AP Biology/Community Ecology

From Wikibooks, open books for an open world
Jump to navigation Jump to search

Community Ecology

[edit | edit source]

Community ecology is the study of the relationship of populations in an area.

a) The competitive exclusion principle, also called Gause's Principle, states that when two species compete for exactly the same resources (thus, they occupy the same niche), one is likely to be more successful. As a result, one species "outcompetes" the other species, and eventually the second species is eliminated. This principle means: no two species can sustain coexistence if they occupy the same niche. Gause mixed two species of Paramecium that competed for the same food. One population grew rapidly and was more successful at finding food. This population thrived.

b) Resource partitioning occurs when two species coexist in spite of apparent competition for the same resources. Close study would reveal that they actually occupy slightly different niches. By pursuing slightly different resources or obtaining resources in slightly different ways, individuals minimize competition and maximize success. Dividing up resources in this manner is called resource partitioning. Five species of warblers coexist in spruce trees by feeding on insects in different regions of the tree and by using different feeding behaviors to obtain insects.

c) As a result of resource partitioning, certain characteristics may enable individuals to obtain resources in their partitions more successfully. Selection of these characteristics reduces competition with individuals in other partitions and leads to a divergence of features. This is called character displacement or niche shift. Two species of finches that live on two different Galapagos Islands have similar beaks, both suited for using the same food supply. On a third island, they coexist, but due to evolution, the beak of each bird species is different. This minimizes competition by enabling each finch to feed on seeds of a different size.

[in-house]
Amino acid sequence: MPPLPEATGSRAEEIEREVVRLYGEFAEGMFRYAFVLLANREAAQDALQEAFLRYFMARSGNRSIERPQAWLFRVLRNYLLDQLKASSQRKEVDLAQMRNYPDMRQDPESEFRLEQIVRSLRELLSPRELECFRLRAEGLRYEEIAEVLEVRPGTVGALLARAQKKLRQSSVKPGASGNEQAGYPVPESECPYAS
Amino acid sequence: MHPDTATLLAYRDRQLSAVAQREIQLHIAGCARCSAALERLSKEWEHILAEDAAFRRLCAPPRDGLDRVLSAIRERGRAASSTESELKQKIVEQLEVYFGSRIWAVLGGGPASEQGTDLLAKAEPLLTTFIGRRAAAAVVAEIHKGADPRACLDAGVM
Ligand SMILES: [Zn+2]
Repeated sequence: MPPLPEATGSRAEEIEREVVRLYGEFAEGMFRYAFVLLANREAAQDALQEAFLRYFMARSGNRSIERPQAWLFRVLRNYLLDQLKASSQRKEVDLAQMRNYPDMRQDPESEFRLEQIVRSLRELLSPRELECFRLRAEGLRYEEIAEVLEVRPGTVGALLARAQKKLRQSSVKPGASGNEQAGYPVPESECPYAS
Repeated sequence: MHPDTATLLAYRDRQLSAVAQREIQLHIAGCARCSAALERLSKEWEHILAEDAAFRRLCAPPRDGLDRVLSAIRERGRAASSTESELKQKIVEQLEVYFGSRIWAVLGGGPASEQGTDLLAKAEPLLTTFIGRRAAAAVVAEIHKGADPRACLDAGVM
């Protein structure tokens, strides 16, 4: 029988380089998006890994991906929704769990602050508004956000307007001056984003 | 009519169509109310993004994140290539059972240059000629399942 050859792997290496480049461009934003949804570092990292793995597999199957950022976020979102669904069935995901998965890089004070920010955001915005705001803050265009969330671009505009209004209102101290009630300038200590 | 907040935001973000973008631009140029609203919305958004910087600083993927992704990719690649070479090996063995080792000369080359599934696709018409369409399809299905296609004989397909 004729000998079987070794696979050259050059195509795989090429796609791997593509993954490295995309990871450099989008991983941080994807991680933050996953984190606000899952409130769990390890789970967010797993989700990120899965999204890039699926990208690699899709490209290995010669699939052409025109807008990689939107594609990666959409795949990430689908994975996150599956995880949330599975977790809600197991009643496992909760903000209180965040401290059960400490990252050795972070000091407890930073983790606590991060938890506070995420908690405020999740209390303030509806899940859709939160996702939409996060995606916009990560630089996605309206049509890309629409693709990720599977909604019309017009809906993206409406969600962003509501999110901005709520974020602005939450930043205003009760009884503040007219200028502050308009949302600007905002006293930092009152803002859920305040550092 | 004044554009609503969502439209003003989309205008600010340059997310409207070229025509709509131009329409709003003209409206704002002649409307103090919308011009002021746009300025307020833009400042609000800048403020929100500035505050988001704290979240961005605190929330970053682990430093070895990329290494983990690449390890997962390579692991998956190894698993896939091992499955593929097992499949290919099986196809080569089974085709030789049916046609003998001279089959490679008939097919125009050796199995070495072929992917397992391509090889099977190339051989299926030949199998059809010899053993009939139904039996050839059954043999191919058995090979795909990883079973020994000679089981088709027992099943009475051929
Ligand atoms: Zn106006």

d) Realised niche -- The niche that an organism occupies in the presence of predators and other environmental constraints. When competitors are absent the niche occupied is called fundamental niche. That is, when they do not compete for the same resources. Under experimental conditions, one species of barnacle can live on rocks that are exposed to the full range of tides. The full range, from lowest to highest tide levels, is its fundamental niche. In the natural environment, however, a 2nd species outcompetes the first species, but only at lower tide levels where desiccation is minimal. The first species survives in its realized niche, where the tide is higher.

Predator-Prey Relationships

e) A true predator kills and eats another animal.

f) A parasite spends most of its life living on another organism, obtaining nourishment from host by feeding on its tissues. A parasite lives on a living organism.

g) An insect that lays its eggs on a host (usually an insect or a spider) is called a parasitoid. After the eggs hatch, the larvae obtain nourishment by consuming the host's tissues. The tarantula hawk wasp stings a tarantula, paralyzing it. It then lays its eggs in the live tarantula, which eventually hatch. The newborn babies feed on the tarantula until they begin pupation.

h) A herbivore is a creature that eats plants. There are three types of herbivores. Granivores eat seeds. Grazers eat grass. Browsers eat leaves.

i) Symbiosis applies to two species that live together in close contact. There are three forms of symbiosis.

  • 1) Mutualism - benefits both species (+,+)
  • 2) Commensalism - benefits one species, does not affect other (+,0)
  • 3) Parasitism - benefits one species, hurts the other (+,-)